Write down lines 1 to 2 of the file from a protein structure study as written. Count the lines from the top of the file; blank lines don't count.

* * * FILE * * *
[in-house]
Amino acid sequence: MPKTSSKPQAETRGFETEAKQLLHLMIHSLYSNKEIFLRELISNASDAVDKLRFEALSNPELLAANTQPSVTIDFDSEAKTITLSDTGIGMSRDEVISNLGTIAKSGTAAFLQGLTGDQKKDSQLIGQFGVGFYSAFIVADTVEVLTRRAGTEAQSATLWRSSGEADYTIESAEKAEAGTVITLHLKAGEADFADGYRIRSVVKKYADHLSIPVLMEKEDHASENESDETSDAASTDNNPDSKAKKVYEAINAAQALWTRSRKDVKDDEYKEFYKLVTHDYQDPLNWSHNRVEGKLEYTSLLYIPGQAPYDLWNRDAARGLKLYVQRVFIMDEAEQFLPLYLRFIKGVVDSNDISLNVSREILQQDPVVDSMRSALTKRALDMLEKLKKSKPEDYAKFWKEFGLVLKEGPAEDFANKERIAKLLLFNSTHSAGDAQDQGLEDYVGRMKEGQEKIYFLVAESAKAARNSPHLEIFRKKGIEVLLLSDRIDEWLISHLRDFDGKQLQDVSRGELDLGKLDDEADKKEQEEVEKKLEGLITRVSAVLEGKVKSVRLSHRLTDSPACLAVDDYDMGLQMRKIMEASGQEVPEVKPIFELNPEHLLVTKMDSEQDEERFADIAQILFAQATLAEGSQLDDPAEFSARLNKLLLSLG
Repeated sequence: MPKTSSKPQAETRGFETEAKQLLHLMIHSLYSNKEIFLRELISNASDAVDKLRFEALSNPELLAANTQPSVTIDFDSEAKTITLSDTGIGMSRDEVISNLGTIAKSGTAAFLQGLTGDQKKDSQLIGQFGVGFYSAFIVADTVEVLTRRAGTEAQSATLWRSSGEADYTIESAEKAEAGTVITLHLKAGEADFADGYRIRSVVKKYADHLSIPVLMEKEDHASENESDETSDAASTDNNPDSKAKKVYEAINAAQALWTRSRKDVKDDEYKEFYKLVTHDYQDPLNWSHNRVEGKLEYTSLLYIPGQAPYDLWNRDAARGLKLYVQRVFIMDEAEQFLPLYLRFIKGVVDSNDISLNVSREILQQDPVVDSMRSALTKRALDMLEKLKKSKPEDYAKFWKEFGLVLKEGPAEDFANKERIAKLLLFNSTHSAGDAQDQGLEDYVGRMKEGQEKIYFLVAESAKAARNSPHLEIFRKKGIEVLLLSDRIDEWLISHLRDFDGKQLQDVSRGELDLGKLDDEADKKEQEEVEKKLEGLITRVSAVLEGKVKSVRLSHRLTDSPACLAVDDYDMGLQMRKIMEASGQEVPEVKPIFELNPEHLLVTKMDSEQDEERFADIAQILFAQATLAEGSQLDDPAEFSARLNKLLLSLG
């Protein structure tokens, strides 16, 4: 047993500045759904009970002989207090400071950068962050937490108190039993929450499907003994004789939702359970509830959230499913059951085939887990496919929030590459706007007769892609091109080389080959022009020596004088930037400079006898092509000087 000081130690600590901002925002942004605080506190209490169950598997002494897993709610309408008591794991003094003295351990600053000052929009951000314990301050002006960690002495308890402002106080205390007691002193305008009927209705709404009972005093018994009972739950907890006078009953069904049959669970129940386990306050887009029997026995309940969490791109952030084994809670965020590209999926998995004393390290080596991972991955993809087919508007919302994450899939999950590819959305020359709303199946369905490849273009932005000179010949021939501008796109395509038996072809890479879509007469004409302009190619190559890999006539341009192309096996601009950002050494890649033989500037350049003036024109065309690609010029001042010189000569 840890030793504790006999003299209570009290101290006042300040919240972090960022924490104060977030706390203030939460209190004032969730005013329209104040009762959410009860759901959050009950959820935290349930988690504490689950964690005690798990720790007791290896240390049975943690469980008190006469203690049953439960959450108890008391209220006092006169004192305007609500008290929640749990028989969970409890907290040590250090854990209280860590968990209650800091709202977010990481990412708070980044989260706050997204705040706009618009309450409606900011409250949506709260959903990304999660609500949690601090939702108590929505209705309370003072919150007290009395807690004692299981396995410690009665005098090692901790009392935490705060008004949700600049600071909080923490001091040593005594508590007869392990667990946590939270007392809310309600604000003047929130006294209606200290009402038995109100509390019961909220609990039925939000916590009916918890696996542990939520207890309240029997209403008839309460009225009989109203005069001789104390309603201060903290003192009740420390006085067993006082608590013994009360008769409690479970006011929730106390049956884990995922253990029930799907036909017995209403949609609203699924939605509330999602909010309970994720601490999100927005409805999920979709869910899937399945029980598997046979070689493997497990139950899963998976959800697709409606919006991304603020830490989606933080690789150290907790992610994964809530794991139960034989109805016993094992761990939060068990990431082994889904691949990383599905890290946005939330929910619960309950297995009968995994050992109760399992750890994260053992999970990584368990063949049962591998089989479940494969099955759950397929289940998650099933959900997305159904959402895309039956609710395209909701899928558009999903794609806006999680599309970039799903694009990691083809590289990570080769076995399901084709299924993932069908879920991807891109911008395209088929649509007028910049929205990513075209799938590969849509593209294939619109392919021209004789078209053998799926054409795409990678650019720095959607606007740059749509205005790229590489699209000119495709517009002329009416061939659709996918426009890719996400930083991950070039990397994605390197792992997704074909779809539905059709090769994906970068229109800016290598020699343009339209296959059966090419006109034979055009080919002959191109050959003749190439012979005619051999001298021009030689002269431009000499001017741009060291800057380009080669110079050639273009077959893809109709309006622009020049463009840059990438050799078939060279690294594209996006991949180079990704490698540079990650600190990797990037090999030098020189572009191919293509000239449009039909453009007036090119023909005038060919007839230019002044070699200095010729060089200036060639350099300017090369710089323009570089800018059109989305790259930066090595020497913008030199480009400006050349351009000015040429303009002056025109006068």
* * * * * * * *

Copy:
[in-house]
Amino acid sequence: MPKTSSKPQAETRGFETEAKQLLHLMIHSLYSNKEIFLRELISNASDAVDKLRFEALSNPELLAANTQPSVTIDFDSEAKTITLSDTGIGMSRDEVISNLGTIAKSGTAAFLQGLTGDQKKDSQLIGQFGVGFYSAFIVADTVEVLTRRAGTEAQSATLWRSSGEADYTIESAEKAEAGTVITLHLKAGEADFADGYRIRSVVKKYADHLSIPVLMEKEDHASENESDETSDAASTDNNPDSKAKKVYEAINAAQALWTRSRKDVKDDEYKEFYKLVTHDYQDPLNWSHNRVEGKLEYTSLLYIPGQAPYDLWNRDAARGLKLYVQRVFIMDEAEQFLPLYLRFIKGVVDSNDISLNVSREILQQDPVVDSMRSALTKRALDMLEKLKKSKPEDYAKFWKEFGLVLKEGPAEDFANKERIAKLLLFNSTHSAGDAQDQGLEDYVGRMKEGQEKIYFLVAESAKAARNSPHLEIFRKKGIEVLLLSDRIDEWLISHLRDFDGKQLQDVSRGELDLGKLDDEADKKEQEEVEKKLEGLITRVSAVLEGKVKSVRLSHRLTDSPACLAVDDYDMGLQMRKIMEASGQEVPEVKPIFELNPEHLLVTKMDSEQDEERFADIAQILFAQATLAEGSQLDDPAEFSARLNKLLLSLG